If you got 15 years out of a quality component that was $600 originally then I think you did pretty darn good. Denon STILL makes some great quality mid level priced CD players. Why would you advise other to buy cheap throwaway crap now?

    I will agree that entry level players have gotten pretty good in the last few years. I myself have a midlevel JVC DVD player that plays CD's pretty damn well also. That being said, midlevel CD players ($400-$1000) are now as good as most of the absolute BEST players from a few years ago, and are for most systems, are all that you will ever need. These midlevel players are NOT a throwaway item, just as your Denon wasn't, and in most cases will last just as long. For me I like to buy things of quality that will last, even if they cost a bit more.
    Audio;
    Ming Da MC34-AB 75wpc
    PS Audio Classic 250. 500wpc into 4 ohms.
    PS Audio 4.5 preamp,
    Marantz 6170 TT Shure M97e cart.
    Arcam Alpha 9 CD.- 24 bit dCS Ring DAC.
    Magnepan 3.6r speakers Oak/black,

  13. #13
    Forum Regular Arch's Avatar
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    Quote Originally Posted by mtrycraft
    But, how you did the comparison of th eplayers do matter a lot. If you didn't control for your biase, your results are rather unreliable. Bias is something you cannot control on your own, that is why a DBT is a must if audible differences is the only important issue for you. So, most likely no one knows, including you, what was heard between the players.
    We all know on this board that it is really futile to debate the whole qualitative / quantitative sound comparison issue, but here is my two cents on this matter:

    There are times when the difference between the sound of 2 components are relatively easy to tell, while others are next to impossible. In the listerning tests, the Arcam / Rotel were plugged into the rest of the system one at a time - even the interconnects were the same, and their sound were so different that it is a no brainer.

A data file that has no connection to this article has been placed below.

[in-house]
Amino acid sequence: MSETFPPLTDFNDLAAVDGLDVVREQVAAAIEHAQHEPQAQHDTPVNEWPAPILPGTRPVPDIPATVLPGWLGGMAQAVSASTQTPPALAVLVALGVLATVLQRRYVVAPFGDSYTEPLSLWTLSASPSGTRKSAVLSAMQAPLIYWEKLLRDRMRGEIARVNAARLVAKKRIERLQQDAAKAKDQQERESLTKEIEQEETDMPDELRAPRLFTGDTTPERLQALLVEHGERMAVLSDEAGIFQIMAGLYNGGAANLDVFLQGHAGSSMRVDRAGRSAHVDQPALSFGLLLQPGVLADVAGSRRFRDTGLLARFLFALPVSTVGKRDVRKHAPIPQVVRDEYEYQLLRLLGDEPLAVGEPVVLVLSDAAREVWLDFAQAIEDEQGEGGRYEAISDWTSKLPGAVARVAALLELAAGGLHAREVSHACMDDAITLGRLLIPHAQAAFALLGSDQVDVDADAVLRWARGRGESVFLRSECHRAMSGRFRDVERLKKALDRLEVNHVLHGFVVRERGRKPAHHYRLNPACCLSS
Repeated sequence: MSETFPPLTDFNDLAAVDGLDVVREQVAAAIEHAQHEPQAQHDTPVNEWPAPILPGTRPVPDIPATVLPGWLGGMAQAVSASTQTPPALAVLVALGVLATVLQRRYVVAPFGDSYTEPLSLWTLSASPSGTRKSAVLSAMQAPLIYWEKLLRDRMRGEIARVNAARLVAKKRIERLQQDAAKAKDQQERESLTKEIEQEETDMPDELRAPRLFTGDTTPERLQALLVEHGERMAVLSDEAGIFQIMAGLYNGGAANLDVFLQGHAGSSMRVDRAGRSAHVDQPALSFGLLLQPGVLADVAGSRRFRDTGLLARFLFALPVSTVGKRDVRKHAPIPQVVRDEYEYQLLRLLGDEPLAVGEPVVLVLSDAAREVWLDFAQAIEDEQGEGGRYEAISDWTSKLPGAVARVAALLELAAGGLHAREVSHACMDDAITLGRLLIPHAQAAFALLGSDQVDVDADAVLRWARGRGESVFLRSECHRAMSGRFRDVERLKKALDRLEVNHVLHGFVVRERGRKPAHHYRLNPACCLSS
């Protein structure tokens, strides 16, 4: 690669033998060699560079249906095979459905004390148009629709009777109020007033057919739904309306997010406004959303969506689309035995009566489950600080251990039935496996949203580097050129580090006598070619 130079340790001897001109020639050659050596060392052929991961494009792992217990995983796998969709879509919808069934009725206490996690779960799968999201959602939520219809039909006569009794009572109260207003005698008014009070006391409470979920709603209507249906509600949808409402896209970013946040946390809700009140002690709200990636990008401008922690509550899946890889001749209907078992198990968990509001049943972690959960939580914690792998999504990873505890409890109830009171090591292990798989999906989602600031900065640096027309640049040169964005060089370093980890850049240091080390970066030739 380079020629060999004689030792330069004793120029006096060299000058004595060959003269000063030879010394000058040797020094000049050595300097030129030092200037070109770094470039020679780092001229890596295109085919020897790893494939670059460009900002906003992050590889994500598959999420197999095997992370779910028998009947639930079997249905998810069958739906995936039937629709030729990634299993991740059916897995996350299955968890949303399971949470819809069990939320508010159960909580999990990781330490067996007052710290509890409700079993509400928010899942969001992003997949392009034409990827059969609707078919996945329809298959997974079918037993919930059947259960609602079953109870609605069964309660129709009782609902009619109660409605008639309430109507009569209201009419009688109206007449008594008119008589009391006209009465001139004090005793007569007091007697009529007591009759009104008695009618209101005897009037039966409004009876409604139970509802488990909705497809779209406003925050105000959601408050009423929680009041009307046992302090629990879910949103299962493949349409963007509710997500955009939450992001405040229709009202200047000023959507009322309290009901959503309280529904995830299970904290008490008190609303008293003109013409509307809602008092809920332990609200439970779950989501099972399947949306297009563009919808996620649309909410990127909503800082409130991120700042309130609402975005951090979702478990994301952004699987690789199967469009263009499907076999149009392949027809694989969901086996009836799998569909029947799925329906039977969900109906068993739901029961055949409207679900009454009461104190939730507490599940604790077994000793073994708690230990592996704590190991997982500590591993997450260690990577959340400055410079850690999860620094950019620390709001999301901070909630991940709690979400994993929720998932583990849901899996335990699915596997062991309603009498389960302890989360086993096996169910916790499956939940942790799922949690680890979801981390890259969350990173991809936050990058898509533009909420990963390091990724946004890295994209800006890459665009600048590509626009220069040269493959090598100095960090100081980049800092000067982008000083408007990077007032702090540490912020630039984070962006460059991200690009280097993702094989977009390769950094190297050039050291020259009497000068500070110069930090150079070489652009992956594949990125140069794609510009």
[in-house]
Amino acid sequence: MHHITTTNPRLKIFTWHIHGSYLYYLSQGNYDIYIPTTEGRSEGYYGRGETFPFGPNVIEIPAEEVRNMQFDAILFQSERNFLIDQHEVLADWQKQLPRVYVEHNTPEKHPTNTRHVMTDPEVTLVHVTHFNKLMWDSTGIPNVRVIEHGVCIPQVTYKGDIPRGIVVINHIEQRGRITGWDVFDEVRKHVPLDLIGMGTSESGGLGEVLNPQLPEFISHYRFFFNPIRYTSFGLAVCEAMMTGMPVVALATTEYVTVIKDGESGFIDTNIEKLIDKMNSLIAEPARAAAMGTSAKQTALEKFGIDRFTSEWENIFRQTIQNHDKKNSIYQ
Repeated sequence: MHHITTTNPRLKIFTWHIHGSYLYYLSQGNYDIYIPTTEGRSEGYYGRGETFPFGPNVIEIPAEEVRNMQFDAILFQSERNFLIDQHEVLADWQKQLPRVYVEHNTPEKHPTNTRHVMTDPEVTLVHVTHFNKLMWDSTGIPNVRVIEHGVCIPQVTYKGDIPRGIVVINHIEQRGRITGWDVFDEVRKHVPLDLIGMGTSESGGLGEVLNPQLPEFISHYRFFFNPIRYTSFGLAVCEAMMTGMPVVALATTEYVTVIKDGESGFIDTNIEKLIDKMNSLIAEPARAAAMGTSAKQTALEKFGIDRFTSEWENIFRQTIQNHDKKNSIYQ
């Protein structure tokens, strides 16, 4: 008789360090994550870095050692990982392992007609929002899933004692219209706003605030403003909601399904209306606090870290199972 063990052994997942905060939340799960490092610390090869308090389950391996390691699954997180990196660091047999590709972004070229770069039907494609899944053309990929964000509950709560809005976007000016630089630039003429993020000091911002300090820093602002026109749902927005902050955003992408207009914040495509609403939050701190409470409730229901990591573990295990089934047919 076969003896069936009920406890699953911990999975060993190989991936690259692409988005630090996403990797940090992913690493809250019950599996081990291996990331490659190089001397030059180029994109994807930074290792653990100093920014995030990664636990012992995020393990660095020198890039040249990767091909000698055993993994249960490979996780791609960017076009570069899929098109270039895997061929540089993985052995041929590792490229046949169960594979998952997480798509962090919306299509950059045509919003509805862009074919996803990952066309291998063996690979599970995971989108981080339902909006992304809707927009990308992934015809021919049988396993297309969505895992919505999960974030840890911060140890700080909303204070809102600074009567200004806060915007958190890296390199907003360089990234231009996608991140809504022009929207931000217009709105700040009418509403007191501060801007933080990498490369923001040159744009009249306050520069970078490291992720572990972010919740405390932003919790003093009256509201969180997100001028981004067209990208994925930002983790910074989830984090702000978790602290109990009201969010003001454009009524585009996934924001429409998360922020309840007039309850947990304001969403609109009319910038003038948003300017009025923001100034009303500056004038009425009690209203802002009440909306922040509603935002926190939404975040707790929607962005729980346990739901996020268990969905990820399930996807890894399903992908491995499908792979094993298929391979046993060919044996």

BTW, what I listerned to in all these sessions is the same song, in this case "Precious Things" by Tori Amos, from her new album "Tales of a Librarian". I found that it is a great song to do critical listening: Tori dosen't have a silky smooth voice like many other female vocalists, but she has wonderful singing techniques and her voice has amazing range and emotion that IMHO is quite challanging for any audio equipment. So for the Cambridge tests I paid a lot of attention on her voice, often focusing on the same passage over and over again. This time, like the Rotel / Arcam session, the difference became quite obvious when you narrow your focus on her voice.

    To contrast these tests, I spended an entire afternoon last saturday doing another listening test with the new Cambridge at home. I took home a (loaner) heavy duty power cord from the dealer and I was curious on whether it makes any difference at all. Well, I used the same technique as above, using the same song from Tori Amos. I had the Cambridge on the floor, next to the power bar with 2 power cords plugged in, one is the $90 cord from the shop, the other is a freebie cord I borrowed from my computer. This way I was able to do rapid switch over between the 2 cords and resume listerning quickly.